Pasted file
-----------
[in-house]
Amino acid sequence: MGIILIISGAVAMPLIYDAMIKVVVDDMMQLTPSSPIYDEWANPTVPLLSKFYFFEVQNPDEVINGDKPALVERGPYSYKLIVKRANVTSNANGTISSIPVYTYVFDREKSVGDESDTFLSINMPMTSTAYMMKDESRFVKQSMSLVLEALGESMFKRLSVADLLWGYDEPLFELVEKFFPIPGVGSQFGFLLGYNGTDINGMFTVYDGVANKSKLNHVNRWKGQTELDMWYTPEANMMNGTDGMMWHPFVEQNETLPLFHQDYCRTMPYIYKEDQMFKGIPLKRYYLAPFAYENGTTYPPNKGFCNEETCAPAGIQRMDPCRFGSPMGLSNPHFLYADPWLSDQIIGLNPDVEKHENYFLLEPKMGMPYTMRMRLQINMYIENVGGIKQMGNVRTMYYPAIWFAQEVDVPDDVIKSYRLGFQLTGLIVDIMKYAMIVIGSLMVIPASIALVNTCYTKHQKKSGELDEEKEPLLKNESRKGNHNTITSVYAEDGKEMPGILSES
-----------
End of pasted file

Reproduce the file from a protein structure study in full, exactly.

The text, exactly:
[in-house]
Amino acid sequence: MGIILIISGAVAMPLIYDAMIKVVVDDMMQLTPSSPIYDEWANPTVPLLSKFYFFEVQNPDEVINGDKPALVERGPYSYKLIVKRANVTSNANGTISSIPVYTYVFDREKSVGDESDTFLSINMPMTSTAYMMKDESRFVKQSMSLVLEALGESMFKRLSVADLLWGYDEPLFELVEKFFPIPGVGSQFGFLLGYNGTDINGMFTVYDGVANKSKLNHVNRWKGQTELDMWYTPEANMMNGTDGMMWHPFVEQNETLPLFHQDYCRTMPYIYKEDQMFKGIPLKRYYLAPFAYENGTTYPPNKGFCNEETCAPAGIQRMDPCRFGSPMGLSNPHFLYADPWLSDQIIGLNPDVEKHENYFLLEPKMGMPYTMRMRLQINMYIENVGGIKQMGNVRTMYYPAIWFAQEVDVPDDVIKSYRLGFQLTGLIVDIMKYAMIVIGSLMVIPASIALVNTCYTKHQKKSGELDEEKEPLLKNESRKGNHNTITSVYAEDGKEMPGILSES